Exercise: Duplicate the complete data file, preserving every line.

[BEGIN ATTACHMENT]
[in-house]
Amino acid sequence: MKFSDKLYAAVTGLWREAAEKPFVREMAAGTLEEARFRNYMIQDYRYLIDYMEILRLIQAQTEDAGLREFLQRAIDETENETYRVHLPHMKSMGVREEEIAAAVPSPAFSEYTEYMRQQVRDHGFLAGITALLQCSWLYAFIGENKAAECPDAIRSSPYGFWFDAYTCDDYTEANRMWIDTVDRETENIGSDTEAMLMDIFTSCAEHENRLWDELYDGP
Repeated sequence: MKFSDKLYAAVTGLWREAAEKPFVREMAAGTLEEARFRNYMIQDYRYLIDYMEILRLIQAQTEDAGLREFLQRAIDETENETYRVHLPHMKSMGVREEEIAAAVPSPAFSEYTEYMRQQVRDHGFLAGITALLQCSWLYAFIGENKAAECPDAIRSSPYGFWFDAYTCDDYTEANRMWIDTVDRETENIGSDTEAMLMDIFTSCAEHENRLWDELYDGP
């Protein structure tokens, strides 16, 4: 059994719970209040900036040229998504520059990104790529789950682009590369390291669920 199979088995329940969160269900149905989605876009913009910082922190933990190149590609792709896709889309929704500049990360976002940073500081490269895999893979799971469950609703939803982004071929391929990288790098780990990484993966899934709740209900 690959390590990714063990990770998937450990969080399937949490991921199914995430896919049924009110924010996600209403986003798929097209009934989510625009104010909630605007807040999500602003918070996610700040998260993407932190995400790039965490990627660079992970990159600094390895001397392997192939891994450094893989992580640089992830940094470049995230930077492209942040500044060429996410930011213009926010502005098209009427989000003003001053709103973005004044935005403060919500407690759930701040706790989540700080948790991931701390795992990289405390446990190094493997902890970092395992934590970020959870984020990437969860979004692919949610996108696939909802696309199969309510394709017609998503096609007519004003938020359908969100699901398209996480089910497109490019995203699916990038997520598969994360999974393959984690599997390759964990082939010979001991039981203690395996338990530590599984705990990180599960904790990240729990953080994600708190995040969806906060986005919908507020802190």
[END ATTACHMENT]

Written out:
[in-house]
Amino acid sequence: MKFSDKLYAAVTGLWREAAEKPFVREMAAGTLEEARFRNYMIQDYRYLIDYMEILRLIQAQTEDAGLREFLQRAIDETENETYRVHLPHMKSMGVREEEIAAAVPSPAFSEYTEYMRQQVRDHGFLAGITALLQCSWLYAFIGENKAAECPDAIRSSPYGFWFDAYTCDDYTEANRMWIDTVDRETENIGSDTEAMLMDIFTSCAEHENRLWDELYDGP
Repeated sequence: MKFSDKLYAAVTGLWREAAEKPFVREMAAGTLEEARFRNYMIQDYRYLIDYMEILRLIQAQTEDAGLREFLQRAIDETENETYRVHLPHMKSMGVREEEIAAAVPSPAFSEYTEYMRQQVRDHGFLAGITALLQCSWLYAFIGENKAAECPDAIRSSPYGFWFDAYTCDDYTEANRMWIDTVDRETENIGSDTEAMLMDIFTSCAEHENRLWDELYDGP
């Protein structure tokens, strides 16, 4: 059994719970209040900036040229998504520059990104790529789950682009590369390291669920 199979088995329940969160269900149905989605876009913009910082922190933990190149590609792709896709889309929704500049990360976002940073500081490269895999893979799971469950609703939803982004071929391929990288790098780990990484993966899934709740209900 690959390590990714063990990770998937450990969080399937949490991921199914995430896919049924009110924010996600209403986003798929097209009934989510625009104010909630605007807040999500602003918070996610700040998260993407932190995400790039965490990627660079992970990159600094390895001397392997192939891994450094893989992580640089992830940094470049995230930077492209942040500044060429996410930011213009926010502005098209009427989000003003001053709103973005004044935005403060919500407690759930701040706790989540700080948790991931701390795992990289405390446990190094493997902890970092395992934590970020959870984020990437969860979004692919949610996108696939909802696309199969309510394709017609998503096609007519004003938020359908969100699901398209996480089910497109490019995203699916990038997520598969994360999974393959984690599997390759964990082939010979001991039981203690395996338990530590599984705990990180599960904790990240729990953080994600708190995040969806906060986005919908507020802190």